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Paul D. Coverdell World Wise Schools

Paul D. Coverdell World Wise Schools

Overseas Phone Call from Morocco (Jessica)

Elementary students from Iowa speaks with a Peace Corps Volunteer in Morocco

Once a year, a few Peace Corps Volunteers get to talk by telephone with U.S. classrooms they've been communicating with. We've recorded some of those conversations. Today, Lakeview Elementary School in Solon, Iowa speaks with Jessica, a Peace Corps Volunteer currently serving in Morocco.

Ron Tschetter
Hi. I'm Ron Tschetter, director of the Peace Corps. For more than 45 years, the Peace Corps has helped communities around the world. Volunteer Voices is a collection of audio stories from just a few of the more than 182,000 volunteers who have served since 1961. For more information on the Peace Corps, go to peacecorps.gov.
Student
In Morocco, do they celebrate the same holidays as we do? Did you celebrate Valentine's Day?
Jessica
Actually, I was trying to think about this, if we celebrate any of the same holidays here, and I think that maybe Valentine's Day is one of the few holidays that is kind of celebrated here, that we celebrate in the United States. Otherwise, they're all different holidays from what we celebrate at home. We don't celebrate Christmas here; we don't celebrate Thanksgiving, or Easter, or Halloween, nope. We don't celebrate Halloween. But people noticed that it was Valentine's Day, and I saw some Valentine's Day decorations up. It wasn't a big holiday like it is back home. But the big holidays here are, like, the Muslim religious holidays, so we celebrated Laee. I think I wrote to some of the kids about some of Laee, that holiday. And birthdays of different people.
Teacher
Yes, we saw it.
Student
What kind of farm animals are there?
Jessica
Farm animals. That's a good question because there are a lot of farm animals here. There are donkeys—there are a lot of donkeys and mules. And you see the donkeys and mules doing a lot of work. They are often carrying really big bundles of grass or wood, or else they're pulling carts. A lot of times, you'll see mules and donkeys pulling carts that people are riding on, or people will just ride the mules and donkeys around, too. You see that a lot. There are some horses, but not a lot of horses. There are a lot of chickens, and roosters, and rabbits, goats, cows, and sheep. But no pigs because people here don't eat pigs.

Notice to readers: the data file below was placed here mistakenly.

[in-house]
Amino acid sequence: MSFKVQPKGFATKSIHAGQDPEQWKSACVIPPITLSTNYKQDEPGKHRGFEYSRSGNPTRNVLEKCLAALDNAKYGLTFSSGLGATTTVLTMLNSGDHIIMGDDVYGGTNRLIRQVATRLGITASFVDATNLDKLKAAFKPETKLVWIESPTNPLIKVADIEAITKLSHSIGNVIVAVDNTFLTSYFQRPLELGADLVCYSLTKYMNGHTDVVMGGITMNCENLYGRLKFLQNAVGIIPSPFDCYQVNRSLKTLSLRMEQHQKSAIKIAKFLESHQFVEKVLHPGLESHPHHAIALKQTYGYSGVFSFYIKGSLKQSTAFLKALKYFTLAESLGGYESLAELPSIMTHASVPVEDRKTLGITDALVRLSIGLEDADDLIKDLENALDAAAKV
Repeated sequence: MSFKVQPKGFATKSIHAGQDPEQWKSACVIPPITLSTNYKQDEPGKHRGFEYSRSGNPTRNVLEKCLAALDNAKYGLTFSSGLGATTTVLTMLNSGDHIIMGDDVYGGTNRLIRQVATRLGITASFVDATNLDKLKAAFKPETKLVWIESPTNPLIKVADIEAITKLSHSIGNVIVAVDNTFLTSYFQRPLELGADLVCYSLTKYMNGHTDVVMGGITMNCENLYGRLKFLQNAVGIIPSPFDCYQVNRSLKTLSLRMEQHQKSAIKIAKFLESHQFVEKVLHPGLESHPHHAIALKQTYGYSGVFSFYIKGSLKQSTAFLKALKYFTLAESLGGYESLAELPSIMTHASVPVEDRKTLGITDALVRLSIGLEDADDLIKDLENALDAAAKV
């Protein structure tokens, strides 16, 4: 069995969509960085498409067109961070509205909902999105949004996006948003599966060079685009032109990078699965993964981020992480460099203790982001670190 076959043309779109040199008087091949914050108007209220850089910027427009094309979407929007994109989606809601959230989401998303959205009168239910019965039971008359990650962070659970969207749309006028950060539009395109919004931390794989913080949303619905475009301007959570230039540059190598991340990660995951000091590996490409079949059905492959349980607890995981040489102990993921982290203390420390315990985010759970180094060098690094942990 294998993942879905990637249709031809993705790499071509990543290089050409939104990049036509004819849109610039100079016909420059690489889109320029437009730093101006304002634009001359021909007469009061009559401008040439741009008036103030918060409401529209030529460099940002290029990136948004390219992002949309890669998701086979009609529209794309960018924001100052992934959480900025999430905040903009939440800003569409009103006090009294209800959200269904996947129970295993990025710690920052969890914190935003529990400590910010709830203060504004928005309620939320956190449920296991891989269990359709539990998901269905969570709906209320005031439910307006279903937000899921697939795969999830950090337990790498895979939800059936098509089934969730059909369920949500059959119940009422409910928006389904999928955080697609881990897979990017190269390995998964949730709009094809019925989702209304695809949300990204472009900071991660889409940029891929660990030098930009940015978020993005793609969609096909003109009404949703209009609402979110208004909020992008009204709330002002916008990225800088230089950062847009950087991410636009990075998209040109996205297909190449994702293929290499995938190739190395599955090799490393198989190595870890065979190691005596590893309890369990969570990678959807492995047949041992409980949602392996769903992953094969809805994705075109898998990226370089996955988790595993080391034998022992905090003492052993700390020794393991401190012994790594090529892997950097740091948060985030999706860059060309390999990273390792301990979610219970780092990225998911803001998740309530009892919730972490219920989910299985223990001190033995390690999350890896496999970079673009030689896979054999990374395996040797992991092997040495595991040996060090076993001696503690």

Student
And what tame animals are in Morocco?
Teacher
Like pets?
Jessica
I've never seen anybody who's had a pet. I mean, people have cats sometimes, but they don't keep them in the house like we do. They kind of just run in and out of the house when they feel like it. I've seen a few people with dogs, but people don't like pets here as much as we do in the States.
Student
What is it like to live in a different country?
Jessica
When you move to a different country, there are a lot of things you have to get used to because people have a different culture and eat different food and celebrate things like weddings and having a new baby differently. It's very exciting because there are so many new things to learn and so many new things to see, but at times it can be frustrating, too, because some days you just want to get up in the morning and have a normal day, but you can't because everything's different. There's going to be a new surprise every day, and that can be really good; that can be really exciting, and it can be really frustrating on certain days, too. But overall it's just a really exciting experience.
Student
What would a school day be like for a second grader in Morocco?
Jessica
The schedule is not the same. My little host sister is actually a second grader, and she goes to school, depending on the day, either from eight in the morning until noon or two until six. So second graders aren't in school for as long every day, but they go to school Monday through Saturday, so they only have Sunday off.
Teacher
That's different.
Jessica
Yeah, it's a little different. That's the way it is here in the country, out in the countryside. But I believe in the cities in Morocco, the schedule is more like it is in Iowa. And as far as subjects that they study, in second grade, my little host sister is starting to learn French. She's starting to learn how to say things like, "Hello, how are you?"
Teacher
So all the students learn French, then?
Jessica
Yep, from a very young age, they learn French. It's kind of the language that people speak when they have jobs and do business here.
Student
What have you seen or done in the Peace Corps that will change your life forever?
Jessica